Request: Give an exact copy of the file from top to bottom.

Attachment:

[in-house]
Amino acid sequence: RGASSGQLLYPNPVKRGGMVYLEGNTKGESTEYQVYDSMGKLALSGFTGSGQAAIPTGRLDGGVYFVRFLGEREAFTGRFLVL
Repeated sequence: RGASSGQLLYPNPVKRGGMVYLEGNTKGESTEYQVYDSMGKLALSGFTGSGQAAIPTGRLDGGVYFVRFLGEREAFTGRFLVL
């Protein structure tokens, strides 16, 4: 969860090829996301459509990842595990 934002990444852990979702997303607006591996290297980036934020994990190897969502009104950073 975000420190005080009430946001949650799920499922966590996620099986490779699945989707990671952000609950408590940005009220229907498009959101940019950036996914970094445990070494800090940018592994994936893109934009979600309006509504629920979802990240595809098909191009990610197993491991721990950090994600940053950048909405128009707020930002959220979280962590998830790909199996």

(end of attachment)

[in-house]
Amino acid sequence: RGASSGQLLYPNPVKRGGMVYLEGNTKGESTEYQVYDSMGKLALSGFTGSGQAAIPTGRLDGGVYFVRFLGEREAFTGRFLVL
Repeated sequence: RGASSGQLLYPNPVKRGGMVYLEGNTKGESTEYQVYDSMGKLALSGFTGSGQAAIPTGRLDGGVYFVRFLGEREAFTGRFLVL
């Protein structure tokens, strides 16, 4: 969860090829996301459509990842595990 934002990444852990979702997303607006591996290297980036934020994990190897969502009104950073 975000420190005080009430946001949650799920499922966590996620099986490779699945989707990671952000609950408590940005009220229907498009959101940019950036996914970094445990070494800090940018592994994936893109934009979600309006509504629920979802990240595809098909191009990610197993491991721990950090994600940053950048909405128009707020930002959220979280962590998830790909199996």